Tuesday, June 16, 2015

5 senses and sensory activities

Activities directors, caregivers, and healthcare professionals,here is some great information

Here is a great dementia resource for caregivers and healthcare professionals,

Your residents will love the Amazon Kindle Fire

Here is information on being the best caregiver you can be

Here is a way for nurses administrators, social workers and other health care  professionals to get an easyceu or two

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The Dementia Caregiver's Little Book of Hope [Kindle Edition

June 24 is Celebrate your senses day. Because of this
Susan Berg, dementia healthcare professional, activity director and author, asked me to talk about the 5 senses and how they relate to activities for those with Alzheimer's disease and dementia
Here goes

Hearing is probably the easiest one to stimulate.... a simple bedside radio will do. It's even better if you have access to a cassette or CD player, but that's not always feasible. Tune the radio in to music or a station that you know the resident likes; alternate if you're not sure. If you do have access to a cassette or CD player, why not try some unusual sounds, a different type of music, or books on tape? I personally own a CD of Indian drums music, and was surprised to find that several of my residents enjoyed it- in fact, we now play it in the dining room every few months! Another CD I enjoy playing is one of wedding music- this gets the discussions going with those who can reminisce, and even those who can't verbalize thier thoughts seem to enjoy the music. Of course, other items create sounds, too- bells, windchimes, birds, sound machines, and tabletop water fountains. Any pleasant sound can bring back a memory or make an enjoyable activity, either as independent activities, during 1-1 visits, or even in small groups.

Creating something interesting to look at is not only good for your residents, but can be fun as well. Changing decorations in the hallways and bulletin boards helps with reality orientation, serves as PR for the activity department, and adds some color to the facility. The same goes for decorating the rooms of residents who spend much of their time in bed. Mobiles, posters, and calendars are very much needed in these rooms. For lower functioning residents, photo albums work well as a sensory stimulation tool. The albums can feature personal photos, colorful pictures, greeting cards, or anything else that might be appropriate. Catalogs, magazines, even some picture books can also be used. In my facility, the activity assistant uses the art work that the younger MR residents create during 1-1 visits-- each resident receives a new, colorful picture during their visit. This gives the residents something new to hang on their walls, serves as a reminder of the recent visit, and, at the same time, gives us a use for the dozens of pictures created by our younger residents. I also discovered another visual activity quite by accident. On my office computer, I have an Anne Geddes screen saver. (Anne Geddes photographs babies and young children in colorful scenes.) The changing pictures of babies intrigued some of my residents- one came to my office every day for weeks just to see the "babies"!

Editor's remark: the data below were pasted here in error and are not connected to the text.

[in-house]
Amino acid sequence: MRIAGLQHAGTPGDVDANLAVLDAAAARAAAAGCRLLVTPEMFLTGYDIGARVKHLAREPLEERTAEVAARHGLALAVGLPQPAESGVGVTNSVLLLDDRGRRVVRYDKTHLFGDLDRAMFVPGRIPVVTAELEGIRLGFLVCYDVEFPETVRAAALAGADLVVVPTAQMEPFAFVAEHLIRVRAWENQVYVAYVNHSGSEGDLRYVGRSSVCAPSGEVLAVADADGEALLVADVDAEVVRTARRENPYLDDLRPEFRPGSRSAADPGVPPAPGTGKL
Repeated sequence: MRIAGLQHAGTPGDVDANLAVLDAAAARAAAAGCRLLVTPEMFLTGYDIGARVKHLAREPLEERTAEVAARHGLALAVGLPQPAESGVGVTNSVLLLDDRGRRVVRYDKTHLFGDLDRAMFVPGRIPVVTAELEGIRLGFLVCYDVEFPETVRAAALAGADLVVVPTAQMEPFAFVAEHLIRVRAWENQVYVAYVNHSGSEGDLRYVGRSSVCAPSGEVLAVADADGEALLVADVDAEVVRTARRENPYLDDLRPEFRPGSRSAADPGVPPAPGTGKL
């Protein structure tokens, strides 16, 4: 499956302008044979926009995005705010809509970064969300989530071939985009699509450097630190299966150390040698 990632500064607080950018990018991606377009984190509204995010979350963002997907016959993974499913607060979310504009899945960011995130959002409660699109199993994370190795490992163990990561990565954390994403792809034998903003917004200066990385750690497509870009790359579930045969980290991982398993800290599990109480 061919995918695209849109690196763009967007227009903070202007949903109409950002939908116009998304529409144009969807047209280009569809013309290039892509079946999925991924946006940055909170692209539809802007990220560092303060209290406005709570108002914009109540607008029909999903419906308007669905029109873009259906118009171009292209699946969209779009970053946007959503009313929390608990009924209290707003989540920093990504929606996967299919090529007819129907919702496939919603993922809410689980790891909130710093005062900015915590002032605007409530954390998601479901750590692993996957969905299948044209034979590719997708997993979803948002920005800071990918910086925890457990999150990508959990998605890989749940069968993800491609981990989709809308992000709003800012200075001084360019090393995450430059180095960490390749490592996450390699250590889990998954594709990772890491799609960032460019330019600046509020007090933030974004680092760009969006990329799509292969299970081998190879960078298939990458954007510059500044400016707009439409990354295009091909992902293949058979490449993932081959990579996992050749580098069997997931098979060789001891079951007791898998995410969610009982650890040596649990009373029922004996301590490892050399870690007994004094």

What scents do you find pleasant? What scents do you find hard to stand? Start there, and you will find many scented items with which to stimulate your residents. Allow a resident to smell the scent in a container if that is possible, that way you can remove it quickly if the resident finds it disagreeable. You can also dab the scent on a tissue or cotton ball, or you can apply a drop or two of the scent to the resident's hand or wrist. We've all used colognes, body sprays, and scented lotions during our 1-1 visits. Try some of these ideas for something different:
* car air fresheners
* coffee or tea- serve it, or just enjoy the scent of it
* pine branches
* a bag of fresh cut grass (beware of allergies!)
* baby powder, lotion, shampoo
* fresh baked bread (plug in a breadmaker for this one)

Diet orders, feeding rules, allergies... all of these can make providing stimulating tastes something we'd rather leave up to the kitchen staff. However, there are some simple tasting activities that can be fun and easy:
* Schedule a "Taste Test" once a month. We've tasted all sorts of things- clear flavored sodas, kiwi fruit, coffees, craisins, Oreo cereal, etc. We try to find something the residents haven't had before, then give each participant just a bite or two- enough to taste it, but not enough to count as a real snack.
* Use a breadmaker. This creates a wonderful smell, and the anticipation of the homemade treat is half the fun!
* Provide Juice Carts weekly, monthly, daily... whenever you can. This helps out with hydration issues, as well as making it easy to involve residents who don't attend group activities. We stock up on sugar-free drink mixes, and occasionally serve soda, as well.

The sense of touch is another one that is easy to stimulate. The caring touch or hug provided to a receptive resident can be greatly appreciated. Many objects lend themselves to tactile stimulation. The idea here is to provide the resident with safe objects that have textures that are different from the blankets and chairs they touch in everyday life.
Try these:
* a gentle hand massage
* a supervised visit with a soft, furry animal
* soaking hands in warm, scented water
* reaching into a shallow pan of rice or sand to find "treasures"
You can also use a variety of objects during 1-1 visits: *
sandpaper of various types, wood blocks, stuffed animals, pine cones, flowers, and small plants, model cars or airplanes, Koosh balls, kitchen utensils- potato masher, whisk, etc.
Talk about these objects, ask the resident how they feel, or have the resident try to identify the object without looking at it.

What do you think?

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